I was drawn to sociology to study how our social contexts shape the resources and opportunities we have access to, our ways of thinking about the world, how we live our lives, and what this ultimately means for our wellbeing. For example, how do our racialized and gendered experiences relate to our attitudes about “criminal” punishment? How do the places we have lived in the past, and our experiences there, correspond to where we live in the future? More recently, how do schooling experiences shape our educational trajectories?

I have worked on several related projects. In one paper, I researched whether and how attitudes about criminal punishment among four groups–Black men, Black women, White men, and White women–vary according to U.S. county arrest rates. Social Science Research published the findings. In another, I worked on a team to analyze the residential mobility and neighborhood outcomes of paternal incarceration (published in Social Science Research)

As I suggest above, socially relevant research is a priority for me. Before becoming a program evaluator/ researcher focused on STEM equity, I worked on this through collaborations not only with other academic researchers, but with community-based researchers and practitioners as well.

In my dissertation, I studied residential mobility processes for housing voucher users living with children in King County, WA. Specifically, I conducted semi-structured interviews to better understand how past and current residential experiences (the homes and neighborhoods lived in, moving residences, etc.) relate to the ways that individuals find and obtain housing, what it means to be satisfied with a home, and how they liked current and past homes. A National Science Foundation Doctoral Dissertation Improvement Award (#190404) provided the funding to incorporate interviews in Somali, Spanish, and Vietnamese, which allowed me to consider a broader range of voices in this work. In order to complete this portion of the project, I had the pleasure of working with a team of undergraduate and graduate students with essential language and research skills.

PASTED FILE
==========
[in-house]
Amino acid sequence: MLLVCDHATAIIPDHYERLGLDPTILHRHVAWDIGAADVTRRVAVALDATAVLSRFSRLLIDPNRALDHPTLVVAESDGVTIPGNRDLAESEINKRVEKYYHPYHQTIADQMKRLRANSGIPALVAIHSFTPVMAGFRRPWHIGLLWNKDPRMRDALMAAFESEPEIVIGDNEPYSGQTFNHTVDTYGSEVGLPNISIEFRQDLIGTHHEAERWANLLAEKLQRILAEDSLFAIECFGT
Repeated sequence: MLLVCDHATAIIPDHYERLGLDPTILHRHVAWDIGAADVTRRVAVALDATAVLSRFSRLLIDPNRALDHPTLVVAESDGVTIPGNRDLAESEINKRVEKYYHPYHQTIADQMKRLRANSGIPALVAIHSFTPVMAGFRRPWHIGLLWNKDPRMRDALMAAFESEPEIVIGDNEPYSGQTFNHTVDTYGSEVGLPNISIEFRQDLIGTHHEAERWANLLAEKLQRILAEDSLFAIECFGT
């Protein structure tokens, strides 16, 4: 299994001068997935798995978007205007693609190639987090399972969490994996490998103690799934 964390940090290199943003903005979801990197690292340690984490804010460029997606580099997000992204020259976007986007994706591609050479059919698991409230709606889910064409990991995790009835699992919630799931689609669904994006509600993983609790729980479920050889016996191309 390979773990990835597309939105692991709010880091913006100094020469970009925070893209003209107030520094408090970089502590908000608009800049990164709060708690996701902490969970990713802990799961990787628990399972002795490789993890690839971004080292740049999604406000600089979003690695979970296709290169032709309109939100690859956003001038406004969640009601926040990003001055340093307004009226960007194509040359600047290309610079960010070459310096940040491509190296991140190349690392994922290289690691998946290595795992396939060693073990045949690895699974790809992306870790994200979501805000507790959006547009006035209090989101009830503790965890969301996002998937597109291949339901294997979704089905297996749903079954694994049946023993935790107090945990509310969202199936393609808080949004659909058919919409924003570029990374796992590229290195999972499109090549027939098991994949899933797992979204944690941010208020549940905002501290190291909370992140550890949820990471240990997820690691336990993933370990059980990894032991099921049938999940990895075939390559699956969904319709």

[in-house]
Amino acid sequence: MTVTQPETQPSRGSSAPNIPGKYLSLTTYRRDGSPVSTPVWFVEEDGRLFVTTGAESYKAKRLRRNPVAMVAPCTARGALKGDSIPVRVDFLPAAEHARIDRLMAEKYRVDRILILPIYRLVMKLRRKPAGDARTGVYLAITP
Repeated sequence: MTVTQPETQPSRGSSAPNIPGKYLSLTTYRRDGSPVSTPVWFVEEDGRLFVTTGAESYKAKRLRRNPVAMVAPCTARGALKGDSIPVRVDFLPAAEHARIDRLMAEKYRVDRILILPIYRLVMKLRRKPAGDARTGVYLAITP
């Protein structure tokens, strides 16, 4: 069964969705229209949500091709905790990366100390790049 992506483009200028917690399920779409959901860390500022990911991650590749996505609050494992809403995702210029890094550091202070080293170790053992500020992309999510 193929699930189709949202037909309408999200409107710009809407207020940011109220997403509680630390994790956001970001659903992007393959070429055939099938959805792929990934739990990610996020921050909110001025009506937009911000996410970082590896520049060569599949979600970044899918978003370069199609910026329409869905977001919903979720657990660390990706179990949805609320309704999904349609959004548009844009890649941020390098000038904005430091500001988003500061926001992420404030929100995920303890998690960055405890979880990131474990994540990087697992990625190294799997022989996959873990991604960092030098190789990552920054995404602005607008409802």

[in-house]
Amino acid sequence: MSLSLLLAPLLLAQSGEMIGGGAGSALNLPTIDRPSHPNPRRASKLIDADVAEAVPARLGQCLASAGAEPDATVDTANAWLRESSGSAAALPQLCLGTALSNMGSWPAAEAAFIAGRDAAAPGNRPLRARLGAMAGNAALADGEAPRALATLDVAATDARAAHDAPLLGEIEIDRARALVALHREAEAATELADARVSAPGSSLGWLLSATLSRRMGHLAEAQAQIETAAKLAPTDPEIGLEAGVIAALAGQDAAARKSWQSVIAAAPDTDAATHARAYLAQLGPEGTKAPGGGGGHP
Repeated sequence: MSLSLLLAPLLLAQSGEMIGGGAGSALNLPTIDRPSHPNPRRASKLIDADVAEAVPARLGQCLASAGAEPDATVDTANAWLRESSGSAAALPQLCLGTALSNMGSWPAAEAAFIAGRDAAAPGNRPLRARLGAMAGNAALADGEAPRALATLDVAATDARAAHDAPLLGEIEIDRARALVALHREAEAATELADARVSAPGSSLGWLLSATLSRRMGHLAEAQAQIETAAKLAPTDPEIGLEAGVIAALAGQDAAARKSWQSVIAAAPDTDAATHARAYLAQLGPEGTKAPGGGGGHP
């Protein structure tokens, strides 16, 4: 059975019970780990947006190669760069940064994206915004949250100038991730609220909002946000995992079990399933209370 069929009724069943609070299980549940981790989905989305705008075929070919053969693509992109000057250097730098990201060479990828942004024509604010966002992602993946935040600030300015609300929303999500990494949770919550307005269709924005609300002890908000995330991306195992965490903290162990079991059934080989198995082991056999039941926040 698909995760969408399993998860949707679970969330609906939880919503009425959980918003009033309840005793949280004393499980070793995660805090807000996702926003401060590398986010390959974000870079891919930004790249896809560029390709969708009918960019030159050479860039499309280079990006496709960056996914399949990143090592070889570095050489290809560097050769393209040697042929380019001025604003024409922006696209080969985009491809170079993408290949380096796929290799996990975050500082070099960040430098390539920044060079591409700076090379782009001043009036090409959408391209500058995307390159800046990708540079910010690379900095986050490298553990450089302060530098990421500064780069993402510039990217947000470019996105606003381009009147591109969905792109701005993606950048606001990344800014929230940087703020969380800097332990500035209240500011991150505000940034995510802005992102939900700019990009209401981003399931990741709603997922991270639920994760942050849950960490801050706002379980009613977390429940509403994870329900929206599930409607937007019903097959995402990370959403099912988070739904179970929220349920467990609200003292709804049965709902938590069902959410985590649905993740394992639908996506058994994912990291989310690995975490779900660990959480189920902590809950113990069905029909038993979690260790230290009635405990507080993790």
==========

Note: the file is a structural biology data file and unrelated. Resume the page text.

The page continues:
My dissertation was possible because of my participation in an ongoing collaboration among the King County Housing Authority, the Seattle Housing Authority, and the UW Department of Sociology’s Professor Kyle Crowder. I have also worked on other community-oriented projects. In 2017-2018, I took the lead on focus groups, one-on-one interviews, and survey development for the Seattle Rental Housing Study. This was an independent study conducted by the UW Department of Sociology and commissioned by the City of Seattle to better understand how renters and property owners/managers navigate the private rental market. I also supported UW-Tacoma faculty on the project, Mathematical Modeling with Cultural and Community Contexts, a multi-site NSF-supported study that partnered with elementary schools to investigate the integration of community-oriented math modeling into 3rd-5th grade curricula.